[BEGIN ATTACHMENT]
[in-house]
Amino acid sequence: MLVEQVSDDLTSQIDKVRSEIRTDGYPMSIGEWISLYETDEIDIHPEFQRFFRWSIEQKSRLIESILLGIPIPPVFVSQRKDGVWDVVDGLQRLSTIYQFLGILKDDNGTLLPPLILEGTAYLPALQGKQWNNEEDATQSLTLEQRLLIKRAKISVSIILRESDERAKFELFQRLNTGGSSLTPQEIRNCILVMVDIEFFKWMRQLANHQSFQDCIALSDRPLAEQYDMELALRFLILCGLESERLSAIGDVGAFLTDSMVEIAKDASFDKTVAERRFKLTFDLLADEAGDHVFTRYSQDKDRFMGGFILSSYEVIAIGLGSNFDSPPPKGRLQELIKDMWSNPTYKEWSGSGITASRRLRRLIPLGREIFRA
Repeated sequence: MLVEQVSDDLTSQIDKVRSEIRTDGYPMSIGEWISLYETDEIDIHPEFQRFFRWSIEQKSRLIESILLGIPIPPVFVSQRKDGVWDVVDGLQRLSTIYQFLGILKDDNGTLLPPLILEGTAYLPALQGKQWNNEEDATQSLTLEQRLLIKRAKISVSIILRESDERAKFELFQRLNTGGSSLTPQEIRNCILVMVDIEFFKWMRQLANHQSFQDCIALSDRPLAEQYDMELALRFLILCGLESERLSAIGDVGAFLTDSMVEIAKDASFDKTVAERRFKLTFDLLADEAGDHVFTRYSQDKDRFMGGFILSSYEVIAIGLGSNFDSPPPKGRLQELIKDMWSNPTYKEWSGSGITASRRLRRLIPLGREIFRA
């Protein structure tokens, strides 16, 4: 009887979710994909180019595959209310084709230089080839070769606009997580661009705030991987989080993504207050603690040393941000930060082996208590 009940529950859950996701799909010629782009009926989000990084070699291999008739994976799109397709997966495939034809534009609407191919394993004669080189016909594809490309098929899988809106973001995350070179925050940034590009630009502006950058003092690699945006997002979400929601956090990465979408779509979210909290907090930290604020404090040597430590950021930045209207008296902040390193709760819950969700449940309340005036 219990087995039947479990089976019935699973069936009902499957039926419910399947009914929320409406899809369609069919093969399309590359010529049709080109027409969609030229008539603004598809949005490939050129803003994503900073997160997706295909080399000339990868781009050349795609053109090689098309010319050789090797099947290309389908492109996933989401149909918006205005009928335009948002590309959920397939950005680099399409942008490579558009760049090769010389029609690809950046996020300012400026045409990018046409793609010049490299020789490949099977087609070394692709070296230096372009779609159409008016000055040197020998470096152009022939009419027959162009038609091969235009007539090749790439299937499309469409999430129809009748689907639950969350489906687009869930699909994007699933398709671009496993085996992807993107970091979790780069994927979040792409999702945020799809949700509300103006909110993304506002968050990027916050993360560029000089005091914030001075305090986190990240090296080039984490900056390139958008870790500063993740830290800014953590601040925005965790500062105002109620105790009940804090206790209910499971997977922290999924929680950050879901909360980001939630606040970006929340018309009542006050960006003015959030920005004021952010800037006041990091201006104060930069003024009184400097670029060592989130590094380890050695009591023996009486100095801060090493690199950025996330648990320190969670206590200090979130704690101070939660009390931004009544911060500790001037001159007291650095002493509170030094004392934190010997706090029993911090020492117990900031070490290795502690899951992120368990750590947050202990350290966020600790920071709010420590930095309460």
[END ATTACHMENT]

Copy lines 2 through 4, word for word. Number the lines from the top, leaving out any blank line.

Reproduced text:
Amino acid sequence: MLVEQVSDDLTSQIDKVRSEIRTDGYPMSIGEWISLYETDEIDIHPEFQRFFRWSIEQKSRLIESILLGIPIPPVFVSQRKDGVWDVVDGLQRLSTIYQFLGILKDDNGTLLPPLILEGTAYLPALQGKQWNNEEDATQSLTLEQRLLIKRAKISVSIILRESDERAKFELFQRLNTGGSSLTPQEIRNCILVMVDIEFFKWMRQLANHQSFQDCIALSDRPLAEQYDMELALRFLILCGLESERLSAIGDVGAFLTDSMVEIAKDASFDKTVAERRFKLTFDLLADEAGDHVFTRYSQDKDRFMGGFILSSYEVIAIGLGSNFDSPPPKGRLQELIKDMWSNPTYKEWSGSGITASRRLRRLIPLGREIFRA
Repeated sequence: MLVEQVSDDLTSQIDKVRSEIRTDGYPMSIGEWISLYETDEIDIHPEFQRFFRWSIEQKSRLIESILLGIPIPPVFVSQRKDGVWDVVDGLQRLSTIYQFLGILKDDNGTLLPPLILEGTAYLPALQGKQWNNEEDATQSLTLEQRLLIKRAKISVSIILRESDERAKFELFQRLNTGGSSLTPQEIRNCILVMVDIEFFKWMRQLANHQSFQDCIALSDRPLAEQYDMELALRFLILCGLESERLSAIGDVGAFLTDSMVEIAKDASFDKTVAERRFKLTFDLLADEAGDHVFTRYSQDKDRFMGGFILSSYEVIAIGLGSNFDSPPPKGRLQELIKDMWSNPTYKEWSGSGITASRRLRRLIPLGREIFRA
């Protein structure tokens, strides 16, 4: 009887979710994909180019595959209310084709230089080839070769606009997580661009705030991987989080993504207050603690040393941000930060082996208590 009940529950859950996701799909010629782009009926989000990084070699291999008739994976799109397709997966495939034809534009609407191919394993004669080189016909594809490309098929899988809106973001995350070179925050940034590009630009502006950058003092690699945006997002979400929601956090990465979408779509979210909290907090930290604020404090040597430590950021930045209207008296902040390193709760819950969700449940309340005036 219990087995039947479990089976019935699973069936009902499957039926419910399947009914929320409406899809369609069919093969399309590359010529049709080109027409969609030229008539603004598809949005490939050129803003994503900073997160997706295909080399000339990868781009050349795609053109090689098309010319050789090797099947290309389908492109996933989401149909918006205005009928335009948002590309959920397939950005680099399409942008490579558009760049090769010389029609690809950046996020300012400026045409990018046409793609010049490299020789490949099977087609070394692709070296230096372009779609159409008016000055040197020998470096152009022939009419027959162009038609091969235009007539090749790439299937499309469409999430129809009748689907639950969350489906687009869930699909994007699933398709671009496993085996992807993107970091979790780069994927979040792409999702945020799809949700509300103006909110993304506002968050990027916050993360560029000089005091914030001075305090986190990240090296080039984490900056390139958008870790500063993740830290800014953590601040925005965790500062105002109620105790009940804090206790209910499971997977922290999924929680950050879901909360980001939630606040970006929340018309009542006050960006003015959030920005004021952010800037006041990091201006104060930069003024009184400097670029060592989130590094380890050695009591023996009486100095801060090493690199950025996330648990320190969670206590200090979130704690101070939660009390931004009544911060500790001037001159007291650095002493509170030094004392934190010997706090029993911090020492117990900031070490290795502690899951992120368990750590947050202990350290966020600790920071709010420590930095309460």